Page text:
After spending two years as a foster parent, first-term state representative Sean Morrison is concerned about what he says is a lack of rights for foster families in the child protective services system.

The Epping Republican and his wife foster two children.

He is proposing legislation to create what he calls a foster parent bill of rights.

Michael Rabb; Vimeo

A crucial part of the troubled Division of Children Youth and Families, the state’s foster care system, faces serious problems of its own. A  shortage of families, a complicated and backlogged system , and a deficit of resources, all contribute to the problem of finding safe and stable homes for children. 


CREDIT DILOZ VIA FLICKR CC / HTTPS://FLIC.KR/P/9LZEHD

The outgoing Director of the Division of Children, Youth and Families says public scrutiny of her agency’s shortcomings could provide opportunities to improve the state’s child safety network.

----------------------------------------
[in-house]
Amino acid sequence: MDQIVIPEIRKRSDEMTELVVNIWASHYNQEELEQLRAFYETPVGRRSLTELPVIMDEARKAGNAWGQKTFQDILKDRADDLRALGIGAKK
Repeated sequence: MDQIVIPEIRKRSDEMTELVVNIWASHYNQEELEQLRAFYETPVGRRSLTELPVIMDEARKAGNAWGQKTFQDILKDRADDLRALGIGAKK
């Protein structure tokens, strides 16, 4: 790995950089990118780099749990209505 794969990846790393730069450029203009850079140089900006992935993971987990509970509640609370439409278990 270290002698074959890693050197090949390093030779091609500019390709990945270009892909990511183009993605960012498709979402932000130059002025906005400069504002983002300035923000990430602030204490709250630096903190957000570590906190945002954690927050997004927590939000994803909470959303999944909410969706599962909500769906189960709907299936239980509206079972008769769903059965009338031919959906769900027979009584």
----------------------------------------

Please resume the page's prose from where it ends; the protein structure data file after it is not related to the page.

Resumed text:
loveiswritten via Flickr Creative Commons

State officials say New Hampshire faces a critical shortage of foster families for a growing number of children.

About 1,000 kids will enter the public system this year, yet there are only 600 licensed foster homes, and many of those are not prepared to take in a child at this time.

Michelle Galligan with Child and Family Services in Manchester says the state is particularly struggling to find homes for sibling groups, sometimes with up to four children at a time. And the problem has gotten worse in recent years.

S P Photography / Flickr/CC

More children these days are living with Grandma and Grandpa, due to factors including incarceration, drug abuse, underemployment, and single parenthood.  We’ll find out how these grandparents become primary caregivers of their grandchildren, and the challenges they face, including housing, health, financial and legal issues.

GUESTS:

Word of Mouth 09.07.13

Sep 6, 2013
Leo Reynolds via flickr Creative Commons

Welcome to the Word of Mouth Saturday show where we take all our freshest content, pop it in the audio blender and pour out a refreshing glass of public radio awesome. On this week's show: